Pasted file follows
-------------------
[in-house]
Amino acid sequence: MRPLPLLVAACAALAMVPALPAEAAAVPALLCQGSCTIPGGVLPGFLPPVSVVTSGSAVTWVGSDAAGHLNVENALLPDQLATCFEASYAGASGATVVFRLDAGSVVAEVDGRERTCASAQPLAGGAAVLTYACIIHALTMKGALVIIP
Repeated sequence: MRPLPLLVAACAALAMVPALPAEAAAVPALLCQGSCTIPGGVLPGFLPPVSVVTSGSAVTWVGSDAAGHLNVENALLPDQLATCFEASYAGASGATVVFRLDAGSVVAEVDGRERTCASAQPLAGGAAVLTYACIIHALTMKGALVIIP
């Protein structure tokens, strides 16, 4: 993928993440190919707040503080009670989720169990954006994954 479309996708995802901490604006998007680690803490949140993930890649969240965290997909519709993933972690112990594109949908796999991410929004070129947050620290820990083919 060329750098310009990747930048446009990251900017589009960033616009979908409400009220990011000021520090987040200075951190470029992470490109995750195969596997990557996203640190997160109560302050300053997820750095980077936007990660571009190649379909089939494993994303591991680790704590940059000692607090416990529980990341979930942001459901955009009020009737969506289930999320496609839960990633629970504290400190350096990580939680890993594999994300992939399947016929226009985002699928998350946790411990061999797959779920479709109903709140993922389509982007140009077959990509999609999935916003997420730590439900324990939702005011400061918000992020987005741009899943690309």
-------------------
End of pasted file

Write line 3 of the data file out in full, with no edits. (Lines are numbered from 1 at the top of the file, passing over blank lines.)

Repeated sequence: MRPLPLLVAACAALAMVPALPAEAAAVPALLCQGSCTIPGGVLPGFLPPVSVVTSGSAVTWVGSDAAGHLNVENALLPDQLATCFEASYAGASGATVVFRLDAGSVVAEVDGRERTCASAQPLAGGAAVLTYACIIHALTMKGALVIIP